Multiple nucleic acid vaccines are currently in clinical trials for COVID-19 yet the mechanisms by which nucleic acid vaccines elicit immune responses remains largely unknown. For example, how are mRNA vaccines processed in lymph nodes after injection? What can be done to improve antibody responses? Is there a rational approach to design a single shot vaccine - one that does not require a prime + boost sequence? How do various arms of the immune system respond to foreign mRNA or DNA?
Here we describe, COATSOME, a novel lipid nanoparticle system for delivery of mRNA vaccines that improves antigen expression in lymph nodes macrophages and induces strong T cell responses. Previously we have published data showing COATSOME lipids having very low in-vivo toxicity due to their biodegradable nature and high levels of gene transfection activity. We studied the fate of COATSOME nanoparticles in mice after SC injection and their trafficking to lymph nodes and the biology of the immune response. Certain classes of COATSOME lipids were more potent at inducing protective immunity in mice to pathogen challenge. Through analysis of the biomarker profiles associated with different lipids we begin to understand the nuances of antigen processing with nucleic acid vectors. These initial findings support strategies for rational design of a delivery platform for nucleic vaccine therapeutics. OUR HOPE is that future emerging infections outbreaks can be rapidly responded with by combining speed of mRNA manufacturing with an off-the shelf delivery agent such as COATSOME.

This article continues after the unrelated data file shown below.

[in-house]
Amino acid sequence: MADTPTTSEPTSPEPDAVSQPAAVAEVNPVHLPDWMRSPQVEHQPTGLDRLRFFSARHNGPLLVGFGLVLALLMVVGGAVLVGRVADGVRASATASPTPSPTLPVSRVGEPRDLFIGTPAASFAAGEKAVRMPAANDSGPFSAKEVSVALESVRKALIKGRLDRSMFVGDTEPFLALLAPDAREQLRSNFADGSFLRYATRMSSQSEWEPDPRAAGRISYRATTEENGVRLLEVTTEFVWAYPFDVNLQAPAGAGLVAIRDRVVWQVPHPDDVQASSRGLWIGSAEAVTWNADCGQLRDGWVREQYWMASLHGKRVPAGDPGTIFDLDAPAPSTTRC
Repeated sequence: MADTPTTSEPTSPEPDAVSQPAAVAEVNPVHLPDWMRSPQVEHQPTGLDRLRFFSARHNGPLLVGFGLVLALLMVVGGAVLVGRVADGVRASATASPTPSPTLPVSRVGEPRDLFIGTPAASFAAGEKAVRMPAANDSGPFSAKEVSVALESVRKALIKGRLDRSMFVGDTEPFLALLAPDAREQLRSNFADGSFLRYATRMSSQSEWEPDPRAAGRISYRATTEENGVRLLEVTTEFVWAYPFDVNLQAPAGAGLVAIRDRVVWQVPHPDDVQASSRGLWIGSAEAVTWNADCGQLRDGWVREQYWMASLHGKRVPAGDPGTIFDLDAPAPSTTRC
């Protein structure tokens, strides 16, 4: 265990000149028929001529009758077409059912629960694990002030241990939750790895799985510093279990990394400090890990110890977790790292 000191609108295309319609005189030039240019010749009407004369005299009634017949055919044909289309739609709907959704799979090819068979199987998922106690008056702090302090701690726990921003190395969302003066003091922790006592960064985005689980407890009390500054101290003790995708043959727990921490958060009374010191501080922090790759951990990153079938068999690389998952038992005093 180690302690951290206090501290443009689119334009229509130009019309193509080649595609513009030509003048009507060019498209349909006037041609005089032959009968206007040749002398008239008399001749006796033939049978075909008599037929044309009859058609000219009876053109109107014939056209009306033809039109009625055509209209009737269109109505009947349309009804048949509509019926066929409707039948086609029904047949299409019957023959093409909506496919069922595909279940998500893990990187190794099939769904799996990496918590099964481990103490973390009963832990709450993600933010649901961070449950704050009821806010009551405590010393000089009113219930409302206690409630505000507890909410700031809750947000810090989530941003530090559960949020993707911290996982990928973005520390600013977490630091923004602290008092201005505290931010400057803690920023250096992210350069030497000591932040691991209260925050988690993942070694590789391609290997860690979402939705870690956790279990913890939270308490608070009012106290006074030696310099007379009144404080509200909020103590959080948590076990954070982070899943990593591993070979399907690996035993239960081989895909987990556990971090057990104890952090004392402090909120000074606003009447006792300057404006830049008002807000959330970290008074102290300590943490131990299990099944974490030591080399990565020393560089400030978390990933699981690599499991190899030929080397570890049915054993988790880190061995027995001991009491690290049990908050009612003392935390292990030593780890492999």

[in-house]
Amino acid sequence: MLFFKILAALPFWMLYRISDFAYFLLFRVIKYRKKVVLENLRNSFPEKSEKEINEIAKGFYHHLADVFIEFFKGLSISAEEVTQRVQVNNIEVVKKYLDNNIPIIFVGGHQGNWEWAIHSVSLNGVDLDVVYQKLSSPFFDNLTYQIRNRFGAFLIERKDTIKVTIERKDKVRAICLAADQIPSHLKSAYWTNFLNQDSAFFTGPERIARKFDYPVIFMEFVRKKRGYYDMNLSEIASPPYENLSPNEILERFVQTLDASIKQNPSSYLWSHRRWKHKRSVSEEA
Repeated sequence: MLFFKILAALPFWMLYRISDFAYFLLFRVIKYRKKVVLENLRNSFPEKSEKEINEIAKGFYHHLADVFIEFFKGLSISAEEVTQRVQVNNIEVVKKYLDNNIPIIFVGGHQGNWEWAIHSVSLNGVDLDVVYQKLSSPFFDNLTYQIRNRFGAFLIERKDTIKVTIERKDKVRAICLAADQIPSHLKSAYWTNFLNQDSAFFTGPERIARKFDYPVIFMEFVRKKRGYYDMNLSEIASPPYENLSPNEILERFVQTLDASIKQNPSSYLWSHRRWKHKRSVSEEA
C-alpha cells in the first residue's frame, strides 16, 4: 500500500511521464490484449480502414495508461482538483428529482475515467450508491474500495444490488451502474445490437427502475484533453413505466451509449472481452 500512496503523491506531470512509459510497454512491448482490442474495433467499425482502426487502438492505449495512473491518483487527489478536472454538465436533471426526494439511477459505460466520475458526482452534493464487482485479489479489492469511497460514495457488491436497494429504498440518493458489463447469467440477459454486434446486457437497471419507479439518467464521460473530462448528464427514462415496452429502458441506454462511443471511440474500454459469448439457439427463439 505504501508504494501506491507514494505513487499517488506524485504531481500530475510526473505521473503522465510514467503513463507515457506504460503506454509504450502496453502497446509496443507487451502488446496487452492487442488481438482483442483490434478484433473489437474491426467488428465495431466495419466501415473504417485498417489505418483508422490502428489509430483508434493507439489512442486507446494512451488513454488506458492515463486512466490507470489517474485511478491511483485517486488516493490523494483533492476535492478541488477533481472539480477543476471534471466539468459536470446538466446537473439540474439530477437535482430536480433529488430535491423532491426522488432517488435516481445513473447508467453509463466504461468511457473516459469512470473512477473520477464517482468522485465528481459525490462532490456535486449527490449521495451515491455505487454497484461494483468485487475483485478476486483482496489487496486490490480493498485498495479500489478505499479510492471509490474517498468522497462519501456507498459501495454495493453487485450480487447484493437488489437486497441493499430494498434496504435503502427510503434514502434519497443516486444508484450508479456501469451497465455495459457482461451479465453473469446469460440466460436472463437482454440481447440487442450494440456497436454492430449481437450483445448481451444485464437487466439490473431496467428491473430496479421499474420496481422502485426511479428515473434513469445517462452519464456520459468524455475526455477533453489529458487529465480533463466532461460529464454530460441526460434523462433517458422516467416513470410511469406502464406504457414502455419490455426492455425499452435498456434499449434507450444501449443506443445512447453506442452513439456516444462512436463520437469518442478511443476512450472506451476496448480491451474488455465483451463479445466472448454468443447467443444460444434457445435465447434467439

Upon completion participant will be able to understand how ionizable lipids function for cellular delivery of mRNA
Upon completion participant will appreciate the challenge of developing mRNA vaccines
Upon completion participant will be able to explain how the innate immune system detects foreign nucleic acids
Upon completion participants will be able to enumerate the top 3 requirements for successful vaccine products